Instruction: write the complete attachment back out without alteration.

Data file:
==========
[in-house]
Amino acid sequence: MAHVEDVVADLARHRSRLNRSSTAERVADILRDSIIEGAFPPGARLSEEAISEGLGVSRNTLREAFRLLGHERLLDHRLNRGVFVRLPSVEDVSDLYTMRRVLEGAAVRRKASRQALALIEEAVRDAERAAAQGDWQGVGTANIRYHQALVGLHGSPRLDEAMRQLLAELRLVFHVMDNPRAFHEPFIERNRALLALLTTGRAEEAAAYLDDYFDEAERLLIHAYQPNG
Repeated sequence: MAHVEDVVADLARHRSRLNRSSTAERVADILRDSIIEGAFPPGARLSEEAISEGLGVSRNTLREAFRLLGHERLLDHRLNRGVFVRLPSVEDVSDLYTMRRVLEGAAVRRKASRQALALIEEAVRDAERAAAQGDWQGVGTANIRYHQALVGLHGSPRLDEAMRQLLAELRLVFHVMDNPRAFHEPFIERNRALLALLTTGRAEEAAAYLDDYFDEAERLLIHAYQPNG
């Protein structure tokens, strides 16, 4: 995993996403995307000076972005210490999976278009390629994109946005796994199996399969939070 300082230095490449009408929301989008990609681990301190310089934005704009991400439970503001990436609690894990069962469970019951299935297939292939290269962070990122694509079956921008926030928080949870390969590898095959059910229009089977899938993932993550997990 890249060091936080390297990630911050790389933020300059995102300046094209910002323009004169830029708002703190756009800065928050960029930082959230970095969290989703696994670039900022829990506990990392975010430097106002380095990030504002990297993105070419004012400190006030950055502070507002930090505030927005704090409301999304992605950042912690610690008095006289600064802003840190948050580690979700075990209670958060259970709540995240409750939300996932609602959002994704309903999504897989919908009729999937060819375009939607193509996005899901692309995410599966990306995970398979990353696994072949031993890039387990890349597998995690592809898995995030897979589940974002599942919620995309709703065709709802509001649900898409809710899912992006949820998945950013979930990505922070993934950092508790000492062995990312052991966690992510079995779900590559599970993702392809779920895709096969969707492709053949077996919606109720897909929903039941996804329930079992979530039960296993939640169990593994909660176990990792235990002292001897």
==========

[in-house]
Amino acid sequence: MAHVEDVVADLARHRSRLNRSSTAERVADILRDSIIEGAFPPGARLSEEAISEGLGVSRNTLREAFRLLGHERLLDHRLNRGVFVRLPSVEDVSDLYTMRRVLEGAAVRRKASRQALALIEEAVRDAERAAAQGDWQGVGTANIRYHQALVGLHGSPRLDEAMRQLLAELRLVFHVMDNPRAFHEPFIERNRALLALLTTGRAEEAAAYLDDYFDEAERLLIHAYQPNG
Repeated sequence: MAHVEDVVADLARHRSRLNRSSTAERVADILRDSIIEGAFPPGARLSEEAISEGLGVSRNTLREAFRLLGHERLLDHRLNRGVFVRLPSVEDVSDLYTMRRVLEGAAVRRKASRQALALIEEAVRDAERAAAQGDWQGVGTANIRYHQALVGLHGSPRLDEAMRQLLAELRLVFHVMDNPRAFHEPFIERNRALLALLTTGRAEEAAAYLDDYFDEAERLLIHAYQPNG
């Protein structure tokens, strides 16, 4: 995993996403995307000076972005210490999976278009390629994109946005796994199996399969939070 300082230095490449009408929301989008990609681990301190310089934005704009991400439970503001990436609690894990069962469970019951299935297939292939290269962070990122694509079956921008926030928080949870390969590898095959059910229009089977899938993932993550997990 890249060091936080390297990630911050790389933020300059995102300046094209910002323009004169830029708002703190756009800065928050960029930082959230970095969290989703696994670039900022829990506990990392975010430097106002380095990030504002990297993105070419004012400190006030950055502070507002930090505030927005704090409301999304992605950042912690610690008095006289600064802003840190948050580690979700075990209670958060259970709540995240409750939300996932609602959002994704309903999504897989919908009729999937060819375009939607193509996005899901692309995410599966990306995970398979990353696994072949031993890039387990890349597998995690592809898995995030897979589940974002599942919620995309709703065709709802509001649900898409809710899912992006949820998945950013979930990505922070993934950092508790000492062995990312052991966690992510079995779900590559599970993702392809779920895709096969969707492709053949077996919606109720897909929903039941996804329930079992979530039960296993939640169990593994909660176990990792235990002292001897």